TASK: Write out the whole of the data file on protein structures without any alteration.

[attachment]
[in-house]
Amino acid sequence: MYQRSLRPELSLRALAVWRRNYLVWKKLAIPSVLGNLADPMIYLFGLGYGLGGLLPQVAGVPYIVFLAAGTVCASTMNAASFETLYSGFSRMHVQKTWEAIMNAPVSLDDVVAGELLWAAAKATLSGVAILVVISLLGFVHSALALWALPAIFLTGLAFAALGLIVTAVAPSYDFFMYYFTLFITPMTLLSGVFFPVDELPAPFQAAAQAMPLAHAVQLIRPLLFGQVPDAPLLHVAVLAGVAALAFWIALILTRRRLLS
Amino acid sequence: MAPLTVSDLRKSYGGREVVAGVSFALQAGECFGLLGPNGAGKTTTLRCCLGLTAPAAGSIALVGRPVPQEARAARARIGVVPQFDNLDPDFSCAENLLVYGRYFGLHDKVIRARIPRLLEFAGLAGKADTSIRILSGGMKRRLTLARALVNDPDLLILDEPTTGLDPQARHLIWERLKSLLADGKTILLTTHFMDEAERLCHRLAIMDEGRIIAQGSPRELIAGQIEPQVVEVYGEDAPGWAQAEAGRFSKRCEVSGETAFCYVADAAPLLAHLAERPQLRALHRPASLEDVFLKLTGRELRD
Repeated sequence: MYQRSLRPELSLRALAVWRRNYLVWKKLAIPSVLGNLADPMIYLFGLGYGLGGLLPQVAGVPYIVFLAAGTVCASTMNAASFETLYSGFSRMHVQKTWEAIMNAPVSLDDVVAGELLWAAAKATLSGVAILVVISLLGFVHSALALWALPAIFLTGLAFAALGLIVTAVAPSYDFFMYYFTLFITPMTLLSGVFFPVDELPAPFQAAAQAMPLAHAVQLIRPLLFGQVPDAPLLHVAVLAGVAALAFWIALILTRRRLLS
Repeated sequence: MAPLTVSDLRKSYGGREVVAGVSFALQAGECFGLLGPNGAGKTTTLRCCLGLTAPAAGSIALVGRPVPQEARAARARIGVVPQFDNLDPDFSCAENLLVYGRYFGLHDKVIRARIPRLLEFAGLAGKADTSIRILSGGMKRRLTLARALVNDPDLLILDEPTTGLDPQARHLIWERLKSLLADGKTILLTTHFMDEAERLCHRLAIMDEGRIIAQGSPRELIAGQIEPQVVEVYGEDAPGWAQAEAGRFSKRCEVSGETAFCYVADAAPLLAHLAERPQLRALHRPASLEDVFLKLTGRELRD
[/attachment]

[in-house]
Amino acid sequence: MYQRSLRPELSLRALAVWRRNYLVWKKLAIPSVLGNLADPMIYLFGLGYGLGGLLPQVAGVPYIVFLAAGTVCASTMNAASFETLYSGFSRMHVQKTWEAIMNAPVSLDDVVAGELLWAAAKATLSGVAILVVISLLGFVHSALALWALPAIFLTGLAFAALGLIVTAVAPSYDFFMYYFTLFITPMTLLSGVFFPVDELPAPFQAAAQAMPLAHAVQLIRPLLFGQVPDAPLLHVAVLAGVAALAFWIALILTRRRLLS
Amino acid sequence: MAPLTVSDLRKSYGGREVVAGVSFALQAGECFGLLGPNGAGKTTTLRCCLGLTAPAAGSIALVGRPVPQEARAARARIGVVPQFDNLDPDFSCAENLLVYGRYFGLHDKVIRARIPRLLEFAGLAGKADTSIRILSGGMKRRLTLARALVNDPDLLILDEPTTGLDPQARHLIWERLKSLLADGKTILLTTHFMDEAERLCHRLAIMDEGRIIAQGSPRELIAGQIEPQVVEVYGEDAPGWAQAEAGRFSKRCEVSGETAFCYVADAAPLLAHLAERPQLRALHRPASLEDVFLKLTGRELRD
Repeated sequence: MYQRSLRPELSLRALAVWRRNYLVWKKLAIPSVLGNLADPMIYLFGLGYGLGGLLPQVAGVPYIVFLAAGTVCASTMNAASFETLYSGFSRMHVQKTWEAIMNAPVSLDDVVAGELLWAAAKATLSGVAILVVISLLGFVHSALALWALPAIFLTGLAFAALGLIVTAVAPSYDFFMYYFTLFITPMTLLSGVFFPVDELPAPFQAAAQAMPLAHAVQLIRPLLFGQVPDAPLLHVAVLAGVAALAFWIALILTRRRLLS
Repeated sequence: MAPLTVSDLRKSYGGREVVAGVSFALQAGECFGLLGPNGAGKTTTLRCCLGLTAPAAGSIALVGRPVPQEARAARARIGVVPQFDNLDPDFSCAENLLVYGRYFGLHDKVIRARIPRLLEFAGLAGKADTSIRILSGGMKRRLTLARALVNDPDLLILDEPTTGLDPQARHLIWERLKSLLADGKTILLTTHFMDEAERLCHRLAIMDEGRIIAQGSPRELIAGQIEPQVVEVYGEDAPGWAQAEAGRFSKRCEVSGETAFCYVADAAPLLAHLAERPQLRALHRPASLEDVFLKLTGRELRD